This Friday, Auckland’s yacht club fleets will race out of Auckland, most headed north to Mahurangi Harbour for the mesmerizingly beautiful classic yacht regatta that convenes there every Auckland Anniversary weekend.
On Sunday, after some serious racing on the Saturday, the same elegant A-class yachts, mullet boats, bridgedeck launches and yachts from every era of the City of Sails’ racing fleets will return past North Head to be home in time for Monday’s Auckland Anniversary Regatta.
I defy anyone to try to tear down our bone-deep City of Sails tagline (though city council folly will occasionally try) but there’s more to us, buried in the last 178 years, that’s worth the celebration.
Auckland was a powerhouse from its beginning; its trading schooners and flat-bottomed working scows, easy maritime access, vigorous pioneering architecture, gold fields and abundant trade all owing much to its magnificent harbour.
History is often left to fossilise and lose its teeth in the prevailing culture of centralising and homogenising political will, but we still meet it in strange places – mostly through characters who catch our interest and give us different lenses over the years.
My personal anthology includes Bishops Selwyn and Patteson, with the energy and secular abilities they brought to the new colony.
As a young journalist who had grown up on the Devonport waterfront, I spent some months, in the early days of the Historic Places Trust, on a series of New Zealand Herald features that had me tracing Auckland through its historic architecture.
Into the world of mud, uncertain supplies, tent homes and tenuous postings to the raw new colony came the arching beams and tranquil spaces of Selwyn’s iconic, board and batten churches, the volcanic rock waterfront buildings of the Melanesian Mission, the remnants of Fort Britomart still visible in the University of Auckland’s grounds and the elaborate estates of the new financial elites of the 1890s and onwards.
Ever since, it has seemed incongruous when our leaders, from Robert Muldoon onwards, argue for fiscal prudence on the grounds that we are a ‘small’ country while we live surrounded by a city where so much had been built at a time when the bulk of the proceeds of its trade were remitted back to Britain.
Despite that handicap, a period nearly as gilded with new fortunes as our own saw the building of everything from the great warehouses of the pioneer merchants to the Post Office, Customhouse and old Harbour Board buildings, Alex Wiseman’s Ferry Building, the Edwardian baroque of Devonport’s Esplanade Hotel and the grandeur of Auckland’s museum.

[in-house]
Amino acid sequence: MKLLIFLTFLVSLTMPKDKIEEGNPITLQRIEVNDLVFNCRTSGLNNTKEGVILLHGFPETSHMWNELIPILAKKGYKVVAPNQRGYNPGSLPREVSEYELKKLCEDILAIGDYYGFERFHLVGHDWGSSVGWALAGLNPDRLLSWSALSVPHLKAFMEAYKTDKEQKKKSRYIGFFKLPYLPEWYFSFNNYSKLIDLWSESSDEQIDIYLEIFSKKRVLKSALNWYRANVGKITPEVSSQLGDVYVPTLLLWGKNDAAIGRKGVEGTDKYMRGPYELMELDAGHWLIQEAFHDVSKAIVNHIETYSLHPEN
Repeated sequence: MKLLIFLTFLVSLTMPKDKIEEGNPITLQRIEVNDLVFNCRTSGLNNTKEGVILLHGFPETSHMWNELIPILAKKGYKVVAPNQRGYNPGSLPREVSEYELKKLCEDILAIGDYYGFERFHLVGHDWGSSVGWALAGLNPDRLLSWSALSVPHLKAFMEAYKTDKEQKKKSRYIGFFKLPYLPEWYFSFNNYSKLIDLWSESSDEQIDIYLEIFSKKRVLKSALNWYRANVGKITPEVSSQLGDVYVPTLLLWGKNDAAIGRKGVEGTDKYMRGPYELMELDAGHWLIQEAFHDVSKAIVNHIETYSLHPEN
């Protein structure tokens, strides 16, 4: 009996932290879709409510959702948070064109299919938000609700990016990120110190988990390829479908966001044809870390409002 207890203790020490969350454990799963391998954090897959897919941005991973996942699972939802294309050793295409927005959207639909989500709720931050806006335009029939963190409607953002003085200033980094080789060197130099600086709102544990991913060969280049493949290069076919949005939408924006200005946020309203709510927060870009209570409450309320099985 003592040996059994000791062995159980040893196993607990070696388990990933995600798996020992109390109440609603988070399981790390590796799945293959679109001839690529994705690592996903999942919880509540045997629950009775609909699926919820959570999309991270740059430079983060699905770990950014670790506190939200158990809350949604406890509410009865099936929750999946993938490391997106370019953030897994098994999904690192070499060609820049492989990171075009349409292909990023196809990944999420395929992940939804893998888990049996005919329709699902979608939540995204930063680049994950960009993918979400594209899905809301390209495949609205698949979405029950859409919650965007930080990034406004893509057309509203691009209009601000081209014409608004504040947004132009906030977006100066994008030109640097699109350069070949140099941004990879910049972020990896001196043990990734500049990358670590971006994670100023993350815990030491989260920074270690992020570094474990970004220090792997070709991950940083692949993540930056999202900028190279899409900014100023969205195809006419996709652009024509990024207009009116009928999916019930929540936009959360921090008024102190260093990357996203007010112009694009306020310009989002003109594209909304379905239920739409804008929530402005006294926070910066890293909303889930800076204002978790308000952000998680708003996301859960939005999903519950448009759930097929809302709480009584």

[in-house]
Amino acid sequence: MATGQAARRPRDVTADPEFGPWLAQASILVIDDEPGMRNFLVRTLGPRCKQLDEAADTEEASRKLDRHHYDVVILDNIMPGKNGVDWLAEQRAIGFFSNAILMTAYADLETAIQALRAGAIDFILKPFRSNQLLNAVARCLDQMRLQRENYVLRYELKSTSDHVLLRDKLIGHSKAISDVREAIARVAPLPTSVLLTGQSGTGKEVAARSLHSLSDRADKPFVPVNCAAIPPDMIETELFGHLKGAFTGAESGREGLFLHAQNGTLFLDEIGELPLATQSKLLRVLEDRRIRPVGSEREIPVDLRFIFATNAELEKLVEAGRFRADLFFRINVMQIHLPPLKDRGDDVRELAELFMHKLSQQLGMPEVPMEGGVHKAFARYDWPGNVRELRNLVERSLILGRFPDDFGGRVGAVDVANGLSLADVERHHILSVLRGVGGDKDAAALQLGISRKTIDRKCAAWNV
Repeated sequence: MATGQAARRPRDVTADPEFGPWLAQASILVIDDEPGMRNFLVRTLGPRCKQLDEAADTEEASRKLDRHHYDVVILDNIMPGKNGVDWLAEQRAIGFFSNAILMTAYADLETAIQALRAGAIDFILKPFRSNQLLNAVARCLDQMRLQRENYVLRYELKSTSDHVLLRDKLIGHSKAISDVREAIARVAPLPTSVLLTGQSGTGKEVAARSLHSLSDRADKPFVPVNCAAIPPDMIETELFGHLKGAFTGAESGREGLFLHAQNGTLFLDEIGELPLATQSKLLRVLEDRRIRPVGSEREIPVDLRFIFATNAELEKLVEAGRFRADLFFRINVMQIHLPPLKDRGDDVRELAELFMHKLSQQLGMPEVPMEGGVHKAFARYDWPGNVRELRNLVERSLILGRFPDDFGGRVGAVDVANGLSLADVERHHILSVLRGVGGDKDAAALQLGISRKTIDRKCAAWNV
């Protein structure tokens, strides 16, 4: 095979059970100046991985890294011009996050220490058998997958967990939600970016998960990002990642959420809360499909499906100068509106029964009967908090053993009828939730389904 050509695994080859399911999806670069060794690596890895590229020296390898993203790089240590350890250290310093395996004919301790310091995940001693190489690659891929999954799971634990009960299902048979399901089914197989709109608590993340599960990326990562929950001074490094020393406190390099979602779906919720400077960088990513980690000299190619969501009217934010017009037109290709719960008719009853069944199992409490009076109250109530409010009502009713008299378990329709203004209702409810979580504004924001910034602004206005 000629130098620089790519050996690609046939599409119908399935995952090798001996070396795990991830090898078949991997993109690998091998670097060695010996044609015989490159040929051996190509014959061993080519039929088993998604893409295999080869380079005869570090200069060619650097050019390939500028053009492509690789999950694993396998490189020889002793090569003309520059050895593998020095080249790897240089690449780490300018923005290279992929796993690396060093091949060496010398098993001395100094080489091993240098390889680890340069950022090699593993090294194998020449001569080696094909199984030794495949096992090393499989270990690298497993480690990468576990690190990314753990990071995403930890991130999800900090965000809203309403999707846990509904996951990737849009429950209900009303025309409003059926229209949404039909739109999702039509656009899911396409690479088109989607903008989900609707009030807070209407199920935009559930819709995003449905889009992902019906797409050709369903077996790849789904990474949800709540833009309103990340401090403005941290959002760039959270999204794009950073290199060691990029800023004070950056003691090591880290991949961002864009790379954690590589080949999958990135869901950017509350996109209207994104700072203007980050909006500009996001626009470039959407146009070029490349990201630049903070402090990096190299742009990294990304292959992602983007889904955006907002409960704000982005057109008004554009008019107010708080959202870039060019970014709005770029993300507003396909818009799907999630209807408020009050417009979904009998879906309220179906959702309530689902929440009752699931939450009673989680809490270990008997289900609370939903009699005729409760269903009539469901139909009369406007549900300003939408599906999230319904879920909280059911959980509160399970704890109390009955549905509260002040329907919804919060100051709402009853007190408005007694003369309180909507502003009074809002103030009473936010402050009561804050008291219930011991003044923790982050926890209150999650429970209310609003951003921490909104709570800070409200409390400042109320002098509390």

Along the way I also gathered an affection for the artist Heaphy and the towering figures of Wiremu Hoete and the long-lived Patuone who remembered ‘Cook’s ship’ from his childhood and died in the Edwardian era at the probable age of 108.
With their dignity, intelligence and ‘gentlemanly’ presence, they both strongly influenced the early tone of respect between Europeans and Maori but also had to come to terms with the acquisitiveness of later and less respectful European newcomers.
I also collected Captain James Bongard who crossed the ‘South Seas’ as the mate aboard the Earl of Pembroke’s chartered schooner Albatross in 1870, was first mate aboard the mission schooner Southern Cross when Bishop Patteson was killed in the Santa Cruz Islands and captained the third Southern Cross for 20 years, influencing the histories of Norfolk Island as well as Auckland.
Among lesser-known founding figures was Captain William Daldy who put to sea at age 18 and arrived in the port of Auckland as captain of his own schooner Shamrock on the day the port’s Customs House was opened on 1 July 1841.
An effective businessman and advocate in Britain for the colony, he bought the first railway engine for the province and was elected the first chairman when the Auckland Harbour Board was formed. In this capacity he was responsible for the acquisition by the Board of some 5000 acres of harbour bed, which provided the Board with a considerable asset. He was elected to the second Parliament as representative of Auckland, introduced the first Fencing Act and carried through a Bill for Auckland’s first provincial loan of £500,000.
History may be written by the victors but it is the sheer mass of collective ingenuity and the contribution of countless individuals that make us great.
Happy Auckland Anniversary to all our readers. • Liz Waters